Industries like FMCG, retail and chemicals will continue to roll out annual short-term variable pay at high figures
It’s that time of the year again, when the rewards space takes centrestage. This is when every member of India Inc., across levels, may have very similar questions flooding their minds: What will the salary hike figure be? Which sectors will grow? Will I be rewarded? Will my exceptional performance set me apart from the rest? Based on Hay Group’s extensive research, we hope to answer a few of these.
What can the general market expect? As per our research, the pay raise in 2015 for India will remain in double digits and the general market can expect a pay increase of 11.3 per cent across job roles this year. The figure is only slightly higher than the actual average salary increase of 10.9 per cent across India Inc. in 2014.
Which sectors will grow? FMCG and chemicals are expected to lead the marketwith double digit figures of 11.9 per cent and 12.3 per cent. In 2015, there are specific sectors that will continue to grow or remain stable and others which will hope that the government translates its many promises into concrete measures. While the FMCG sector has been stable and will continue to remain so, e-commerce and logistics will also grow manifold. What’s important to note here is that the growth of e-commerce and logistics is based on spreading their reach and doesn’t involve a dependence on the government. This is why one can predict that the growth dimensions of these sectors are unlimited at this point in time.
Another sector usually known for doling out the highest salaries may be a little more cautious this year. With the global scenario evolving, the oil and gas industry and related sectors like EPC may go softer on earlier projections of high variable pay and increments.
Will my exceptional performance be rewarded? We’ve witnessed an overarching focus on performance in recent years. You can expect this to continue. With the payouts widely influenced by individual as well as company performance, industries like FMCG, retail and chemicals will continue to roll out annual short-term variable pay at high figures (14.5 per cent, 14 per cent and 14.4 per cent respectively). Other industries like industrial goods and transportation too will be pushing the boundaries (11.8 per cent and 9.1 per cent respectively).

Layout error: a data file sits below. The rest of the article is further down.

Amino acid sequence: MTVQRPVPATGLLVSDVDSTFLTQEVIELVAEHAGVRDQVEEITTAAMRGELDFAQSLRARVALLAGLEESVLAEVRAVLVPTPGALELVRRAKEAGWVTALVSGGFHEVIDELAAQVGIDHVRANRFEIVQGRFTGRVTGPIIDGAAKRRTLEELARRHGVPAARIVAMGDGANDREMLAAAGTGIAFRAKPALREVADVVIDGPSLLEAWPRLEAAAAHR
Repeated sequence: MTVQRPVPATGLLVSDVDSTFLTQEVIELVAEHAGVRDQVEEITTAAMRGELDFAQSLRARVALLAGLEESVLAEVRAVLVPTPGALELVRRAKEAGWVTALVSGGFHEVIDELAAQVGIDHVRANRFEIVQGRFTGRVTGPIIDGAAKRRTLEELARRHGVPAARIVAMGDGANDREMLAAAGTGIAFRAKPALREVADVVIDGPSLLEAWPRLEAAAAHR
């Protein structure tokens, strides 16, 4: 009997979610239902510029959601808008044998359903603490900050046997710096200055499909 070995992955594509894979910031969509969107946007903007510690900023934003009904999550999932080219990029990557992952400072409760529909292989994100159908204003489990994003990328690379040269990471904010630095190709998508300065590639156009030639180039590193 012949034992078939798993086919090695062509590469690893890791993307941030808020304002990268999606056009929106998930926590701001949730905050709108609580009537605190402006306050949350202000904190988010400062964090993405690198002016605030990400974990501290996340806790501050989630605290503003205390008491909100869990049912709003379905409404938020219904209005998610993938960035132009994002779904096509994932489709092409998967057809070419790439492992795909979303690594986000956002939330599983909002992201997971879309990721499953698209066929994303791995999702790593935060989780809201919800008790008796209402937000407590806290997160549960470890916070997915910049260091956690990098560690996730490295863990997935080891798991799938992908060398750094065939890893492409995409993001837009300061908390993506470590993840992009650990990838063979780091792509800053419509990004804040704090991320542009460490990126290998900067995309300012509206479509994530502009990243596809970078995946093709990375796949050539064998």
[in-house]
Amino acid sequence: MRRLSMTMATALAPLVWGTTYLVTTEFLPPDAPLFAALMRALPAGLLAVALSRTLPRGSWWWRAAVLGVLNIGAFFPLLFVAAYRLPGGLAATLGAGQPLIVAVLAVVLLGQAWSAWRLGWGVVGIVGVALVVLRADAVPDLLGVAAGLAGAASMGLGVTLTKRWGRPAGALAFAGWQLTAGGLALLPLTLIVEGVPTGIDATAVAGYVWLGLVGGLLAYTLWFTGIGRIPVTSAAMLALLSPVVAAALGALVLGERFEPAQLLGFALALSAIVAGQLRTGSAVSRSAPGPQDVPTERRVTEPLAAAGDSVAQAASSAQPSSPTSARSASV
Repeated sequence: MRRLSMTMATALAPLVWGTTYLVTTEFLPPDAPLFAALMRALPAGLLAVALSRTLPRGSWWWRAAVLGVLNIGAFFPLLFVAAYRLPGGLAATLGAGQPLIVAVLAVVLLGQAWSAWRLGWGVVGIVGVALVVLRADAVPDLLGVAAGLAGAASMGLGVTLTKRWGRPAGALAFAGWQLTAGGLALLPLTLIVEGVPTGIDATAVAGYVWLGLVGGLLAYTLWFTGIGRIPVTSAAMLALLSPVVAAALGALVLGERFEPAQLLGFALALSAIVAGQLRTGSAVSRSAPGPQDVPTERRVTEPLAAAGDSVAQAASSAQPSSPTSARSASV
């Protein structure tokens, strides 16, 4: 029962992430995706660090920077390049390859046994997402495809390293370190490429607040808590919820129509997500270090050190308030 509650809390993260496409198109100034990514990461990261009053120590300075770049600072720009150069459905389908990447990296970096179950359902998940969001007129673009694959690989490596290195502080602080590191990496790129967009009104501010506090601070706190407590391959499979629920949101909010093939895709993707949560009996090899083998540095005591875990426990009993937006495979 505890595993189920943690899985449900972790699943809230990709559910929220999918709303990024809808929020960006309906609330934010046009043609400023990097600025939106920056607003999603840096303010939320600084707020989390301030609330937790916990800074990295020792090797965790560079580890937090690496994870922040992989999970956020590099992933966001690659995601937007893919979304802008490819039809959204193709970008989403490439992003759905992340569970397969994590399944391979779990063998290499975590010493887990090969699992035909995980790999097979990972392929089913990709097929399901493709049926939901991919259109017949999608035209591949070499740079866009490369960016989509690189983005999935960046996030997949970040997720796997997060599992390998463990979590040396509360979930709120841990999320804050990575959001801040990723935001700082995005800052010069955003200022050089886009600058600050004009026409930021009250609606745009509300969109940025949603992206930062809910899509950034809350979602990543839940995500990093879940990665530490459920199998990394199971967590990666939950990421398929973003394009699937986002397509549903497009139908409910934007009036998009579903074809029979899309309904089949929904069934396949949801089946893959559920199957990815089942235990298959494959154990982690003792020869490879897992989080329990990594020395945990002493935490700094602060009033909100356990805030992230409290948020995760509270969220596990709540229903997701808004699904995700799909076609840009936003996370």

What about the top executives? The leaders of India Inc. can expect an increase of 10.2 per cent in 2015, up from 10 per cent last year. The CEO’s top team too can expect a double-digit pay rise of 10.5 per cent. But, what’s significant here is that more organizations are now tending towards cash-based compensation for their top executives and away from a benefits-heavy structure. However, organizations are using benefits and perks as ways of recognizing their top performers. The idea is to utilize these benefits to drive role model behaviors in the organization.
At the same time, incentive plans are gaining prominence as key elements of top executive compensation. Another key trend is that the difference between MD/CEO salaries and other top executives’ salaries has been reducing over the years, implying that the entire top team is viewed as impacting the company’s performance.
Performance linkage gains importance. There is also no doubt that performance linkage is steadily gaining importance, with performance-linked incentive plans (short and long-term incentives) becoming key elements of top executive compensation. There has been a steady increase across industry sectors in the prevalence as well as percentage of incentives for MD/CEO and other senior executives. This implies that there is a direct alignment between the goals of the company and the compensation plan. Also, the top executive compensation is commensurate with the contribution or impact of the role.
With most reports and research on the 2015 job scenario suggesting that the promised ‘acche din’ are in store, the outlook is definitely positive. However, a word of caution. Employers may have switched to hiring mode and put detailed plans in place, but so far we haven’t seen these plans translate on the ground.
Businesses must adopt a strategic approach to ensure that they are on the winning side of the talent wars. Driving productivity and retention is based on a combination of both rewarding your employees and keeping them engaged and enabled. We hope that the much talked-about positive outlook will transform into reality and ensure that India Inc. grows manifold and manages to hold on to valuable talent.